Corporates increasingly turn to social media to mend damaged reputations

Corporates are increasingly relying on social media to help them deal with crisis situations, leading practitioners have asserted.

Andrew Griffin: has seen social media ‘take off’
Andrew Griffin: has seen social media ‘take off’

New research suggests that PR chiefs are blaming social media for causing reputational crises. At the same time, firms are said to be increasingly turning to social media to def­use crises. However, exp­erts disagreed over the extent to which companies had got to grips with social media.

Regester Larkin managing director Andrew Griffin commented: ‘Social media have rea­lly taken off in crisis management in recent months.

‘Almost all the projects we are working on have some sort of social media element to them, primarily because it is so useful a tool for campaigners and so hard a tool for corporates to get right.'

But Porter Novelli head of crisis Neil Bayley said companies still had further to go. He said: ‘Proactively assessing readiness for a digital media crisis is still something many companies have not embraced. We are starting to see them build elements of digital media into crisis simulation exercises and process development, but rarely do they test response capabilities.'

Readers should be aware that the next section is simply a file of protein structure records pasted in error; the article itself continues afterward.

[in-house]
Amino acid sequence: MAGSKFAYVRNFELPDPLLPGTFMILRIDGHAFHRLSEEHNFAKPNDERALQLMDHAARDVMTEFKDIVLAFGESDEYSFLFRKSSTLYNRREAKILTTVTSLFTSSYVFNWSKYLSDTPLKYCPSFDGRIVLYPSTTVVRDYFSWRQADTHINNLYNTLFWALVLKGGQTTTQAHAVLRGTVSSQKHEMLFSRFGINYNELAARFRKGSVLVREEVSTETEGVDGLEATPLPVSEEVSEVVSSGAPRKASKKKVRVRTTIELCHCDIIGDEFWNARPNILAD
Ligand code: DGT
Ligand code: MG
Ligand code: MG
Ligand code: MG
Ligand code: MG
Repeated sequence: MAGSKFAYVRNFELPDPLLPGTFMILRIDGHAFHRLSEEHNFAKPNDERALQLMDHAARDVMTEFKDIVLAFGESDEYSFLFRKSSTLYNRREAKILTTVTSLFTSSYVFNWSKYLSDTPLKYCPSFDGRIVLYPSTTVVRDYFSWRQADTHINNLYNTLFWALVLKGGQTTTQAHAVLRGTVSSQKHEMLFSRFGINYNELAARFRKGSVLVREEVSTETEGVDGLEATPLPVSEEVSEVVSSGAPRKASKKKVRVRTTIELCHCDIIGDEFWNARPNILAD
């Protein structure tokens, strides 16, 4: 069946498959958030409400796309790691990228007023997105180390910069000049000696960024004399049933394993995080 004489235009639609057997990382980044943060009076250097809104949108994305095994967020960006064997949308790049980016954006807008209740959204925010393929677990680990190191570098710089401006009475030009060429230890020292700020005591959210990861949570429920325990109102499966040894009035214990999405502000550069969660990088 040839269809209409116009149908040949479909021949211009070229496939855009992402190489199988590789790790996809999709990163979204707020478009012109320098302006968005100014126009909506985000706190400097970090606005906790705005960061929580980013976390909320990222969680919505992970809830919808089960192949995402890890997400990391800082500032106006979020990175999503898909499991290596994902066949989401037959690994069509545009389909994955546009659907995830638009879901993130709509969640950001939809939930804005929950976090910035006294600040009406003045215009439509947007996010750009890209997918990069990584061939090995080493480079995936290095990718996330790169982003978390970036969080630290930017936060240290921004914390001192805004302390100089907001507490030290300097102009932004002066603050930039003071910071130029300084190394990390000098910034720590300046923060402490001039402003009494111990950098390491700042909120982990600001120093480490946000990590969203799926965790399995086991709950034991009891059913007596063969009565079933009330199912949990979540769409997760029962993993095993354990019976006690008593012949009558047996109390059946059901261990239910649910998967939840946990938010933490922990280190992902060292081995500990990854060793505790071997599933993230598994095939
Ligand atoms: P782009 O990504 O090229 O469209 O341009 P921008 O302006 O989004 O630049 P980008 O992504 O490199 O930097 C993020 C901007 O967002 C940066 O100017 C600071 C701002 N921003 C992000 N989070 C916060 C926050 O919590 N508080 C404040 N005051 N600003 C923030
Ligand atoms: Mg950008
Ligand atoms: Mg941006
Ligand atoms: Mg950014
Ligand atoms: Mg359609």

The comments coincide with research showing that more than 70 per cent of agencies blame social media as the main cause of igniting communications crises for clients.

Market research consultancy Dynamic Markets questioned 100 senior figures and 108 in-house bosses between 27 January and 12 February.

Some 24 per cent said traditional media ignited crisis situations. But bloggers att­racted the most blame for igniting crises (34 per cent), followed by social networking sites (24 per cent) and forums (eight per cent).

Half of all agencies (51 per cent) had a client that had ­exp­erienced a crisis management situation involving social media in the past 12 months. Some 61 per cent said the use of social media had exacerbated the story, while 45 per cent said it gave journalists easy access to disgruntled people. 

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